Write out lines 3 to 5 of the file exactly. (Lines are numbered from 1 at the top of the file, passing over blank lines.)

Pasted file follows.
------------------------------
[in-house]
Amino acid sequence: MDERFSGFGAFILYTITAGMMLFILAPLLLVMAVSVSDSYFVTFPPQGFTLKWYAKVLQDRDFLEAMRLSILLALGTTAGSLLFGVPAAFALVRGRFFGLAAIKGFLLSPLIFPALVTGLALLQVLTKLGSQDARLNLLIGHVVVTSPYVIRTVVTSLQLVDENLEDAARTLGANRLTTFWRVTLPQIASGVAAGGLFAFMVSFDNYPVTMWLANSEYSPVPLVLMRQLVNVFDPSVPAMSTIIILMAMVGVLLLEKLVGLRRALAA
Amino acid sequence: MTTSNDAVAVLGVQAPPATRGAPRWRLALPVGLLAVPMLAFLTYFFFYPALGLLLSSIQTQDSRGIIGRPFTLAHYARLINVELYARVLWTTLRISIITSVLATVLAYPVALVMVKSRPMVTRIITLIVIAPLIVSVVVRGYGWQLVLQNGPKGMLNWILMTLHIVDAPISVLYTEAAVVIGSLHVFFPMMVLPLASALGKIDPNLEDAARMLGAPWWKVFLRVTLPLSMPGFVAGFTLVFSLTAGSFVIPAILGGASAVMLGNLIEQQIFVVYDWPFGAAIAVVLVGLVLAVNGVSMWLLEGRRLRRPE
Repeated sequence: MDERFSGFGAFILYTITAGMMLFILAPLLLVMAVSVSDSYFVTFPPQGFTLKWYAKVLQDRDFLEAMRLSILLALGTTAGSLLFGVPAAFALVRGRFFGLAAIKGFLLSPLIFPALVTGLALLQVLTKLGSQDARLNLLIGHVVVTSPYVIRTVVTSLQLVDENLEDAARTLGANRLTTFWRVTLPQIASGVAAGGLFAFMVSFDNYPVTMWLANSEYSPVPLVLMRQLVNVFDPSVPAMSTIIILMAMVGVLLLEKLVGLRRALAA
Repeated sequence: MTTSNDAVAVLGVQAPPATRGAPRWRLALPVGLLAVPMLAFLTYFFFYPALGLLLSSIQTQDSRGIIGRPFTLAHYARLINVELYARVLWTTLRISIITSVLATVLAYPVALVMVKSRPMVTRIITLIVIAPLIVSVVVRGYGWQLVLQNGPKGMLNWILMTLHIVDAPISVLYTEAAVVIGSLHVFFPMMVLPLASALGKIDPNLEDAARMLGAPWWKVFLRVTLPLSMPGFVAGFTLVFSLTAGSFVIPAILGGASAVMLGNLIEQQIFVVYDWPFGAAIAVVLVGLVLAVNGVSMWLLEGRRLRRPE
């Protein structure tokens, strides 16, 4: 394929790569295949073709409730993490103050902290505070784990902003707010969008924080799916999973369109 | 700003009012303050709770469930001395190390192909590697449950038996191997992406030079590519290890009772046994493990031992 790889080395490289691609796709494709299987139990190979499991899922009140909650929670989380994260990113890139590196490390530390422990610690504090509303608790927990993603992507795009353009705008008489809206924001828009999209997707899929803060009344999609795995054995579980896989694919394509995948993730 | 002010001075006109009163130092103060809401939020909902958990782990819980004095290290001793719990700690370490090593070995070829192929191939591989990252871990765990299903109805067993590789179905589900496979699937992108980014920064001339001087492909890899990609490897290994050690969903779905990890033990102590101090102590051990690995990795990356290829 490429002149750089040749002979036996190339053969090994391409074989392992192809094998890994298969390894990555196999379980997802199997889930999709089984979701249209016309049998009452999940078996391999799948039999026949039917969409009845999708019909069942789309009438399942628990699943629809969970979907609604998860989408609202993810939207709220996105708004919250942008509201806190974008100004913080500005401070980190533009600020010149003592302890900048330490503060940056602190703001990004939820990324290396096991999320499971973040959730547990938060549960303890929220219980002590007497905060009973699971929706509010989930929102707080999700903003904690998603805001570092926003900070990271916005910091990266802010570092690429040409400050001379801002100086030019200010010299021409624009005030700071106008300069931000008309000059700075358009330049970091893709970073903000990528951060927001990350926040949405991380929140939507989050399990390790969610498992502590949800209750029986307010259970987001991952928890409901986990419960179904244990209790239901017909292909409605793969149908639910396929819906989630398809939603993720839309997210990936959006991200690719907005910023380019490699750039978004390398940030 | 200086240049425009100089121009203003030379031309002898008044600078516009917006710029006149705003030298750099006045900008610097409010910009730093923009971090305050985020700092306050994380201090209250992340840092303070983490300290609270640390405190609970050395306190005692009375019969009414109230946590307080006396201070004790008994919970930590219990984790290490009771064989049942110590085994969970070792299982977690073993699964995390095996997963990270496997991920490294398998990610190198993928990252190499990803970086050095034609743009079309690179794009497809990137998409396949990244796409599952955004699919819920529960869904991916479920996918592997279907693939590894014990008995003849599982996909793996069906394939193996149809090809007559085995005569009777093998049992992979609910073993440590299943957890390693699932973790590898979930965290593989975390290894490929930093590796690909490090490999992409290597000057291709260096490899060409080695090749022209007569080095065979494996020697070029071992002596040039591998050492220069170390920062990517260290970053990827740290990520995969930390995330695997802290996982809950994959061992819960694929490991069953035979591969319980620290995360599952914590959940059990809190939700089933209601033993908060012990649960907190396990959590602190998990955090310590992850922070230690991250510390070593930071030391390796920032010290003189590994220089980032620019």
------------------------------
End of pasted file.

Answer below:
Amino acid sequence: MTTSNDAVAVLGVQAPPATRGAPRWRLALPVGLLAVPMLAFLTYFFFYPALGLLLSSIQTQDSRGIIGRPFTLAHYARLINVELYARVLWTTLRISIITSVLATVLAYPVALVMVKSRPMVTRIITLIVIAPLIVSVVVRGYGWQLVLQNGPKGMLNWILMTLHIVDAPISVLYTEAAVVIGSLHVFFPMMVLPLASALGKIDPNLEDAARMLGAPWWKVFLRVTLPLSMPGFVAGFTLVFSLTAGSFVIPAILGGASAVMLGNLIEQQIFVVYDWPFGAAIAVVLVGLVLAVNGVSMWLLEGRRLRRPE
Repeated sequence: MDERFSGFGAFILYTITAGMMLFILAPLLLVMAVSVSDSYFVTFPPQGFTLKWYAKVLQDRDFLEAMRLSILLALGTTAGSLLFGVPAAFALVRGRFFGLAAIKGFLLSPLIFPALVTGLALLQVLTKLGSQDARLNLLIGHVVVTSPYVIRTVVTSLQLVDENLEDAARTLGANRLTTFWRVTLPQIASGVAAGGLFAFMVSFDNYPVTMWLANSEYSPVPLVLMRQLVNVFDPSVPAMSTIIILMAMVGVLLLEKLVGLRRALAA
Repeated sequence: MTTSNDAVAVLGVQAPPATRGAPRWRLALPVGLLAVPMLAFLTYFFFYPALGLLLSSIQTQDSRGIIGRPFTLAHYARLINVELYARVLWTTLRISIITSVLATVLAYPVALVMVKSRPMVTRIITLIVIAPLIVSVVVRGYGWQLVLQNGPKGMLNWILMTLHIVDAPISVLYTEAAVVIGSLHVFFPMMVLPLASALGKIDPNLEDAARMLGAPWWKVFLRVTLPLSMPGFVAGFTLVFSLTAGSFVIPAILGGASAVMLGNLIEQQIFVVYDWPFGAAIAVVLVGLVLAVNGVSMWLLEGRRLRRPE